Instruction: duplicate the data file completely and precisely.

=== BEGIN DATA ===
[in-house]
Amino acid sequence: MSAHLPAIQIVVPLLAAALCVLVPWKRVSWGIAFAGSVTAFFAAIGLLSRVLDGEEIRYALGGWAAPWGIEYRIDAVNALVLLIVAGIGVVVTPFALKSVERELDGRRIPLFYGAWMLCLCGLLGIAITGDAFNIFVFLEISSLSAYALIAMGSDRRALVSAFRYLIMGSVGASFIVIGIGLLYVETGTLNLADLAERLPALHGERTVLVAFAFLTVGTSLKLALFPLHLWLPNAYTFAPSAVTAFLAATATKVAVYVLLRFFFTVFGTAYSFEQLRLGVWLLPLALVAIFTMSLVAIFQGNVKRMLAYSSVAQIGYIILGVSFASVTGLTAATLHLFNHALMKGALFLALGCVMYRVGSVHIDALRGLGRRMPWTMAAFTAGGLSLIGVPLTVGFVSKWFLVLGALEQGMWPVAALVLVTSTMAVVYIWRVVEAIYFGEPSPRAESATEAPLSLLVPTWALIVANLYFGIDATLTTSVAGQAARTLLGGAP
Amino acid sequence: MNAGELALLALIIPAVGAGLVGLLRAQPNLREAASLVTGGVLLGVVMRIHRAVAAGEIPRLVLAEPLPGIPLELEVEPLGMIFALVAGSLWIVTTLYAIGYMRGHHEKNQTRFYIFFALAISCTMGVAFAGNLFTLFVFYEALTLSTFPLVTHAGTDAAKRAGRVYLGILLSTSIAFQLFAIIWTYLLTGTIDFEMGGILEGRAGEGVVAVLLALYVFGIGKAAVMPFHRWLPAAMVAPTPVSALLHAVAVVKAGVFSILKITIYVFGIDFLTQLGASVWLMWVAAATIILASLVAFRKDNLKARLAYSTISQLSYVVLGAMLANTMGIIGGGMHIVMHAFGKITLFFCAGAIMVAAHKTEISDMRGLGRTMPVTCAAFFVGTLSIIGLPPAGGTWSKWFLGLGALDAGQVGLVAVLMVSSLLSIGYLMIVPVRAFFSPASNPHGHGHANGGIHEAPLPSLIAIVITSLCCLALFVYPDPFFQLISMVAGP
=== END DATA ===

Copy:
[in-house]
Amino acid sequence: MSAHLPAIQIVVPLLAAALCVLVPWKRVSWGIAFAGSVTAFFAAIGLLSRVLDGEEIRYALGGWAAPWGIEYRIDAVNALVLLIVAGIGVVVTPFALKSVERELDGRRIPLFYGAWMLCLCGLLGIAITGDAFNIFVFLEISSLSAYALIAMGSDRRALVSAFRYLIMGSVGASFIVIGIGLLYVETGTLNLADLAERLPALHGERTVLVAFAFLTVGTSLKLALFPLHLWLPNAYTFAPSAVTAFLAATATKVAVYVLLRFFFTVFGTAYSFEQLRLGVWLLPLALVAIFTMSLVAIFQGNVKRMLAYSSVAQIGYIILGVSFASVTGLTAATLHLFNHALMKGALFLALGCVMYRVGSVHIDALRGLGRRMPWTMAAFTAGGLSLIGVPLTVGFVSKWFLVLGALEQGMWPVAALVLVTSTMAVVYIWRVVEAIYFGEPSPRAESATEAPLSLLVPTWALIVANLYFGIDATLTTSVAGQAARTLLGGAP
Amino acid sequence: MNAGELALLALIIPAVGAGLVGLLRAQPNLREAASLVTGGVLLGVVMRIHRAVAAGEIPRLVLAEPLPGIPLELEVEPLGMIFALVAGSLWIVTTLYAIGYMRGHHEKNQTRFYIFFALAISCTMGVAFAGNLFTLFVFYEALTLSTFPLVTHAGTDAAKRAGRVYLGILLSTSIAFQLFAIIWTYLLTGTIDFEMGGILEGRAGEGVVAVLLALYVFGIGKAAVMPFHRWLPAAMVAPTPVSALLHAVAVVKAGVFSILKITIYVFGIDFLTQLGASVWLMWVAAATIILASLVAFRKDNLKARLAYSTISQLSYVVLGAMLANTMGIIGGGMHIVMHAFGKITLFFCAGAIMVAAHKTEISDMRGLGRTMPVTCAAFFVGTLSIIGLPPAGGTWSKWFLGLGALDAGQVGLVAVLMVSSLLSIGYLMIVPVRAFFSPASNPHGHGHANGGIHEAPLPSLIAIVITSLCCLALFVYPDPFFQLISMVAGP